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Remembering Malcolm (Mel) Coom: Speed limit enforcement will save lives

Pippa Coom, Malcolm Coom and Adam Coom Dec 1991

Me, my dad Malcolm Coom and brother Adam. December 1991

Just over twenty years ago my generous, fun loving, warm hearted dad was making plans for an overseas trip. He regularly visited the UK (where his parents lived) but this time he was especially excited about including lots of dancing into his travels leading up to the Rio Carnival. My dad loved to dance Latin American style and was a regular at the old El Inca club on K’rd.

Before he left for the UK he set out on a roadie to visit me in Wellington where I lived at the time. He never made it. At Sanson on SH1 he missed the turn off to Wellington and a few minutes later along SH3 he was killed instantly in a head on crash.

He was 49.

Many years later and now with a role on the Waitematā Local Board advocating for road safety, I’ve come to think of the crash not just as a personal family tragedy but also how it provides an understanding of the “safe systems” approach to creating a forgiving roading network.

Every part of the system failed my dad.

The Road: The signage on SH1 used to be terrible. It was easy to miss the turnoff at Sanson like my dad did. Shortly after the crash Transit upgraded the signage.

The crash occurred where an overtaking lane abruptly ends at the brow of a hill.

Road Use:  The driver of the on- coming car pleaded not guilty (I think the charge was careless driving). He couldn’t remember the crash and could not believe that he had caused it. He thought of himself as a safe driver who was very familiar with the stretch of road.

The Vehicle: My dad loved old cars (unlike his dad who after a working life in the Vauxhall factory in Luton was able to upgrade his car every year). The car he was driving (I think a Rover) didn’t have any driver safety features like air bags.

Speed: The other driver made a mistake misjudging a simple over taking move in a passing lane. Unfortunately his speed gave him no time to react when he found himself on the wrong side of the road.

Even the best drivers make mistakes. What we don’t have to accept is that fatalities and serious injuries are just an inevitable consequence of driver mistakes. A safe system approach means that we can demand a lower road toll and even zero road deaths (“Vision Zero“)  but we all have to play our part.  We need improved road design, safer vehicles, competent road users and safe speeds.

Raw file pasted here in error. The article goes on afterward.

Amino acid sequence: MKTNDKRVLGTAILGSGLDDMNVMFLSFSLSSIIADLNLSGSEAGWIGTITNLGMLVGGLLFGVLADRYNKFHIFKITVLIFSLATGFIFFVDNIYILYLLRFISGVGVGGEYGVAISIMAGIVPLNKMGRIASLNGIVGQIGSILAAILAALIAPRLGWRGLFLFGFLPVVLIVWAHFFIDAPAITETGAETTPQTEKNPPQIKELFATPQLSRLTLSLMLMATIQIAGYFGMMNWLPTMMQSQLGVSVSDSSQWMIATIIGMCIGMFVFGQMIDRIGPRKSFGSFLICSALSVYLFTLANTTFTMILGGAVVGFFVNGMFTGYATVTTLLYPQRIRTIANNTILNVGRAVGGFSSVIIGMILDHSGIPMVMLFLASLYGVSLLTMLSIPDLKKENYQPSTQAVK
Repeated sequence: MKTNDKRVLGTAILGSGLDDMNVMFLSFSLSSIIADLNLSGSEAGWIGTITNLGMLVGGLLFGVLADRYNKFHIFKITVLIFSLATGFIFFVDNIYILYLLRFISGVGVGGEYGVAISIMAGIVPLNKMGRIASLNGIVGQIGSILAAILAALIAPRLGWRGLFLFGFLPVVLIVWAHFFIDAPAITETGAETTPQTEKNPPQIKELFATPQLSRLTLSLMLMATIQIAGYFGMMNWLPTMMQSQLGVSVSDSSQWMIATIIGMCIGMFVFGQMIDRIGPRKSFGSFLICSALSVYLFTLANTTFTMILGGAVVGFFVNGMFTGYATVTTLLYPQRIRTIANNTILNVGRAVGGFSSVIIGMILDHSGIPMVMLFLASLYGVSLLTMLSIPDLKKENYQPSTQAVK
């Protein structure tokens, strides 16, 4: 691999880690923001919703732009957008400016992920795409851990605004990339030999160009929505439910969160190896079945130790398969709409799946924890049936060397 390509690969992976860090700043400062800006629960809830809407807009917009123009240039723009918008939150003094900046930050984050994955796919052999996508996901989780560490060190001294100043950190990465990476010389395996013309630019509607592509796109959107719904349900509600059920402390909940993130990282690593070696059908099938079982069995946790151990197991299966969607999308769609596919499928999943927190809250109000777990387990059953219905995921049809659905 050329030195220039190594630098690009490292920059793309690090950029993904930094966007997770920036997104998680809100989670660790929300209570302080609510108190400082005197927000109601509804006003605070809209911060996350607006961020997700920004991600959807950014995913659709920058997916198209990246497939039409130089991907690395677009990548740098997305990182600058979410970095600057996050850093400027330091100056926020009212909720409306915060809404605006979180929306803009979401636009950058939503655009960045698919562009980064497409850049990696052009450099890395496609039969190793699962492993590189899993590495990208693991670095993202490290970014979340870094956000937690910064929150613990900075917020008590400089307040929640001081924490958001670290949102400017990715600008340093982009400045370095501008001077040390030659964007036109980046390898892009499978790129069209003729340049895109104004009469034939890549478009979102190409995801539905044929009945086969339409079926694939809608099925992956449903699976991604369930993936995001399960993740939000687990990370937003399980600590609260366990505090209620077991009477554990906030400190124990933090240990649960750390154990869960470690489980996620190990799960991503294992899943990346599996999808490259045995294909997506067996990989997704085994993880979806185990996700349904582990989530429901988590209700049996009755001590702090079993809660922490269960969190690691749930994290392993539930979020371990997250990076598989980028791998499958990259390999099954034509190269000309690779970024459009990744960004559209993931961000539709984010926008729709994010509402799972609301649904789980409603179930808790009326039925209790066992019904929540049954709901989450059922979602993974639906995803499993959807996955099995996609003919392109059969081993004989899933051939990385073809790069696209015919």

The NZ Police are currently under pressure to get their messaging right about their approach to enforcing the speed limit and need to explain why the road toll has increased during the holiday period (when the trend is downwards). However I absolutely back the Police taking a hard line on speed enforcement (with the posted limit recognised as the limit without fiddling with “tolerances” rounds the edges) . It is a lazy political response to claim  (as Ron Marks MP has done) that speed management is about revenue gathering. It is based on international evidence that reducing speeds reduces the number and severity of crashes.

If anything I would like to see the Police put even more resources into enforcing urban speed limits.  The Waitematā Local Board is advocating for slower speeds in residential areas (starting with a trial) and supports the City Centre Masterplan objective of a central slow speed zone.  Reducing speeds will contribute to liveability and encourage more people to walk and cycle.  And of course easing back on the gas will save lives. 

Safe systems approach explained

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The Safe System approach aims to create a forgiving road system based on these four principles:

  1. People make mistakes

People make mistakes and some crashes are inevitable.

  1. People are vulnerable

Our bodies have a limited ability to withstand crash forces without being seriously injured or killed.

  1. We need to share responsibility

System designers and people who use the roads must all share responsibility for creating a road system where crash forces do not result in death or serious injury.

  1. We need to strengthen all parts of the system

We need to improve the safety of all parts of the system – roads and roadsides, speeds, vehicles, and road use so that if one part fails, other parts will still protect the people involved.

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